mean that there was to be neither a controversy,discussion,” nor dispute," but authoritative teaching on one side, and obedient listening on the other? In one of two relations you must conceive yourself to stand to us ;-that of a superior, who instructs with superhuman authority, or that of an equal

, who discusses” with human and fallible reasonings. Between these two conditions, there is no third ; nor can you, with justice, take sometimes the one and sometimes the other, according as the occasion may require the language of dignity or that of meekness. We certainly addressed you as an equal, and did not pay you the disrespect of imagining that your invitation to “ discussion” meant nothing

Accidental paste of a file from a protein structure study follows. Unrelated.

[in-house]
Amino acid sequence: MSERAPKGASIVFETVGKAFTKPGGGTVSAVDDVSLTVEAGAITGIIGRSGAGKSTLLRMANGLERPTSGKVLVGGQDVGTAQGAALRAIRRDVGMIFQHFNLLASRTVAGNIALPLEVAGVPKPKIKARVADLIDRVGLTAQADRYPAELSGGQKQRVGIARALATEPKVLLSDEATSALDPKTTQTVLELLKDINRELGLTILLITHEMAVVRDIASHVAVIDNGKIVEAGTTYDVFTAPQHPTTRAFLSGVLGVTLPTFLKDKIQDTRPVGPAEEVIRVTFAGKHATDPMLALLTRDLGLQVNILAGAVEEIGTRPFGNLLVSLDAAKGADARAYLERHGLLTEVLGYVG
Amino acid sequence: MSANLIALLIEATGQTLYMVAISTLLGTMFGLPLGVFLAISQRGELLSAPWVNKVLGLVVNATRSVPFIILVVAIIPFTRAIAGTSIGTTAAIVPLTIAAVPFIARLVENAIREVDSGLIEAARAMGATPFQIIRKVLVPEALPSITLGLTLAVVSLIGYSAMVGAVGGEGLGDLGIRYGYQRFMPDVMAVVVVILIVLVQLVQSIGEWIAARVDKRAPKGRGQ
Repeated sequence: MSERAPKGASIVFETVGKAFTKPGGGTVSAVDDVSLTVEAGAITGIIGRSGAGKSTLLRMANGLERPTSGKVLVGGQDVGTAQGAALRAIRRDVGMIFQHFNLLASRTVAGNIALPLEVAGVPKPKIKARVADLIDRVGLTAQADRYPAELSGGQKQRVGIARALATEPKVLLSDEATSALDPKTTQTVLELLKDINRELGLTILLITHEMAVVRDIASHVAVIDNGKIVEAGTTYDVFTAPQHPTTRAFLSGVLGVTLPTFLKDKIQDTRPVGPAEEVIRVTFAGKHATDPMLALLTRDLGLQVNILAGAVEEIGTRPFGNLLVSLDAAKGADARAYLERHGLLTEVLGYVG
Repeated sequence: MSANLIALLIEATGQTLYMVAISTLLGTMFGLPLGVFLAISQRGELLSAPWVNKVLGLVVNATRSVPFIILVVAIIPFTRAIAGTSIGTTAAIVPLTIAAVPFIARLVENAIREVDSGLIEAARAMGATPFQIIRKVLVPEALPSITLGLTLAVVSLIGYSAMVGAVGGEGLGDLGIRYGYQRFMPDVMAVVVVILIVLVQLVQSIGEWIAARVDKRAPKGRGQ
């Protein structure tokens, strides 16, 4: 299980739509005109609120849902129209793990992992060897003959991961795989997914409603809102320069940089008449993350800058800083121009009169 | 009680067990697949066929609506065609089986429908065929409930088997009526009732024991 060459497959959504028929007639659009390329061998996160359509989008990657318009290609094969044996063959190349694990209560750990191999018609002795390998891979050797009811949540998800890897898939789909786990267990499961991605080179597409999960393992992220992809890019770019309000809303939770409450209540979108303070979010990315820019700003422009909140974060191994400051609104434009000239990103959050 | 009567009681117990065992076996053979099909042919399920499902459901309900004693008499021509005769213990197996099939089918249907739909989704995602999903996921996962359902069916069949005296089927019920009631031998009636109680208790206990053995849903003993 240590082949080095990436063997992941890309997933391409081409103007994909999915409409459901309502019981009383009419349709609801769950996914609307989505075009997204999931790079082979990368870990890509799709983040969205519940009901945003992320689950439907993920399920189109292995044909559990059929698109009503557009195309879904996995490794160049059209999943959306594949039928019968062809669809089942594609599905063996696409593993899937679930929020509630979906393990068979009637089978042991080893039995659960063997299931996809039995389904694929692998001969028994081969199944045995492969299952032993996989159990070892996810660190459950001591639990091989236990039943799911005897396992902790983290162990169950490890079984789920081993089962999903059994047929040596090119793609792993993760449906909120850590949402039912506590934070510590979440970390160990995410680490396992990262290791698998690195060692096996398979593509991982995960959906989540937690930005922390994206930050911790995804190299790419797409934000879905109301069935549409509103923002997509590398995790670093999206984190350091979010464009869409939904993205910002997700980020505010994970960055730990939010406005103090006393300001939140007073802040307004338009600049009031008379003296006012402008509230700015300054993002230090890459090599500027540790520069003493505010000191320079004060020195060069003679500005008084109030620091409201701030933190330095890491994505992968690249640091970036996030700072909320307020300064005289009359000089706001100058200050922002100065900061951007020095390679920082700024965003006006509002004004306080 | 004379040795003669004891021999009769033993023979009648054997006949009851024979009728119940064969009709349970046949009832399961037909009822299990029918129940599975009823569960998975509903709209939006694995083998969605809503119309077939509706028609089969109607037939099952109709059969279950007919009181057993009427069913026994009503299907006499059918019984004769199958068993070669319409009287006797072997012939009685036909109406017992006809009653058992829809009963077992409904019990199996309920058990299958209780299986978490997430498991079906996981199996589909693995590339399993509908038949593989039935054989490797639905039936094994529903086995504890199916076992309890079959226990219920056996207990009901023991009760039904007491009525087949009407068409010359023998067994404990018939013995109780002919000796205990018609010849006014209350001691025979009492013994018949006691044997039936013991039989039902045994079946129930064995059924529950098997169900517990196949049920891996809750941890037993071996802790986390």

you ascribe to us any intention to divert you from. further from our design. We simply desired that, having invited us, you pour contemplated course of lectures. Be assured nothing could should have recognized us when we presented ourselves, as parties in the

We remain, Reverend Sir,
Yours, with Christian regard,

HENRY Giles.
John Hamilton Thom.

Liverpool, February 7th.

We are sorry

" discussion.”

of a


fested for

To the Revs. J. Martineau, J. H. Thom, and H. Giles. Gentlemen,-I think it due to the cause of truth, as well as to the interest awakened in the public mind by this controversy, to address to you a few observations on your last letter, as published in the Mercury of Friday. Though still strongly of opinion that the columns newspaper present a most undesirable medium of communication tanity it affords of impressing upon the attention of all reflecting men in the absence of any other accessible instrumentality, to lose the the actual position which we relatively occupy:. I.-Being aware of the sincere anxiety which you have already mani